How did you get started in the industry? We're a family business - mum and dad set up 30 years ago. I worked in the USA in an Oregon tree nursery called Hopper Brothers for a year and since then I've gradually taken over from my parents at Chew Valley.
What advice would you give to others starting out? There are plenty of opportunities. Become an apprentice. If you're young, get a part-time job on a nursery. Nothing beats experience. I've never done any qualifications but from the age of six I was potting up and weeding.
What is your latest project all about? The Association of Professional Landscapers (APL) has this category at RHS Hampton Court Palace Flower Show and asked members to apply. My sister Elinor is a landscape architect and we agreed to give it a go. We've never done a show garden before. It was a £7,000 budget, which is not easy but it is possible. One bit of leeway was plants could be two years advanced so we priced trees at two years younger than they are. We wouldn't have been at Hampton Court if it wasn't for the APL.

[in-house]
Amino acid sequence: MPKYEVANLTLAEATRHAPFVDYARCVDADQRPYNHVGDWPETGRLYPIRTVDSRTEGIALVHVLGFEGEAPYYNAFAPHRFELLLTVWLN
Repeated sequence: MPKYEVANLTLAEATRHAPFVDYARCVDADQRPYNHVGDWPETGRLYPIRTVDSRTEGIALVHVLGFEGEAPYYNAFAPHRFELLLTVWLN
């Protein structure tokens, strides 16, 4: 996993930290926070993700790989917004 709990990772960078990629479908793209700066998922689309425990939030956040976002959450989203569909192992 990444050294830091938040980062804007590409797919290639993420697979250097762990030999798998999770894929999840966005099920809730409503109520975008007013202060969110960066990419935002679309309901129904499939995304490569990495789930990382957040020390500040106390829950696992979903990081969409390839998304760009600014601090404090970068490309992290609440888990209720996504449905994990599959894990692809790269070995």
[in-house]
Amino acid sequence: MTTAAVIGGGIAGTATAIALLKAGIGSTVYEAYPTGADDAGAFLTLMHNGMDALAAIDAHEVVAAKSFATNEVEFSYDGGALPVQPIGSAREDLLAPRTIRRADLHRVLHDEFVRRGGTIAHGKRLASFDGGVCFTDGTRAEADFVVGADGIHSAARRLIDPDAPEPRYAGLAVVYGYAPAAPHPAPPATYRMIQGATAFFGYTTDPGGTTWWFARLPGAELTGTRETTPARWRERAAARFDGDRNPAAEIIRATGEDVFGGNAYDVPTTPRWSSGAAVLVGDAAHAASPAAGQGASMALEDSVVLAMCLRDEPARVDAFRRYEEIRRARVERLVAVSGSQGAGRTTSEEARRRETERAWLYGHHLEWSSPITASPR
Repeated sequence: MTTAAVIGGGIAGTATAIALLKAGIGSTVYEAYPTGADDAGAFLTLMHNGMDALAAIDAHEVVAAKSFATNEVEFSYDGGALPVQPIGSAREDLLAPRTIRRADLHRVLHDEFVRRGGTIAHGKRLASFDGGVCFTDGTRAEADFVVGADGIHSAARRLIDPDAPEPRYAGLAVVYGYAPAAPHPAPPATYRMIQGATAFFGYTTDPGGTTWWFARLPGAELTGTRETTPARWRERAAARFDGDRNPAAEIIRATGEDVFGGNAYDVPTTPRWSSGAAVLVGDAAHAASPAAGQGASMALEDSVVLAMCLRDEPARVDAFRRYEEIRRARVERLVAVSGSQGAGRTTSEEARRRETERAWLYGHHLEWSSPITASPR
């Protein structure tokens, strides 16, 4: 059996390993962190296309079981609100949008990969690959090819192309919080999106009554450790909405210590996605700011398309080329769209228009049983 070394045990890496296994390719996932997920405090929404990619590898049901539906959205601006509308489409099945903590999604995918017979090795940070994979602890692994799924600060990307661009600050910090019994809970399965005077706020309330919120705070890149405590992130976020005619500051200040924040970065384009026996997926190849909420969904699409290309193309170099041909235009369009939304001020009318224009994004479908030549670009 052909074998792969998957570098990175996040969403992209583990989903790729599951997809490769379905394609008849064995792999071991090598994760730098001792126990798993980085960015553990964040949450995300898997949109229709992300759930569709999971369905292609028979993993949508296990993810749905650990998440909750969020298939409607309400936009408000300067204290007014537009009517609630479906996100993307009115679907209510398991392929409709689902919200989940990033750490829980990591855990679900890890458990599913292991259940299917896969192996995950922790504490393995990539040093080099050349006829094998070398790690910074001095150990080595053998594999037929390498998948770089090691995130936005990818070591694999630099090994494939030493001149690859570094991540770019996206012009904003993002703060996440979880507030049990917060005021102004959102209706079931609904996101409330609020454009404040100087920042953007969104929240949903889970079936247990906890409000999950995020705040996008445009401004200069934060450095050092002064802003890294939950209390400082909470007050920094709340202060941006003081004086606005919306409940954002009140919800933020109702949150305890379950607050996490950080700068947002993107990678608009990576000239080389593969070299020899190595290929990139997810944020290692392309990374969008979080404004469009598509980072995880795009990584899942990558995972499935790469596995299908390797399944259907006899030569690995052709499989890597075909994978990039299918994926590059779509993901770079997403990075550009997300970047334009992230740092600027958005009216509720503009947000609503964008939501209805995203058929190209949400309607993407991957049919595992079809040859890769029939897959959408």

How has business been this year? Very good, after last year was particularly wet. This summer got quieter but we're gearing up for the planting season starting in September.
What industry issues concern you? Obviously there are more and more problems like ash dieback, which was not dealt with well. There's also the plant passport issue, which needs re-looking at.
What does the future hold? We've no more show gardens but we do have a big project for the Steart Wildfowl & Wetland Trust near Hinkley Point power station. There's a lot of European funding and we're supplying and landscaping. It's really big - 100,000 trees and shrubs as well as lots of hedging.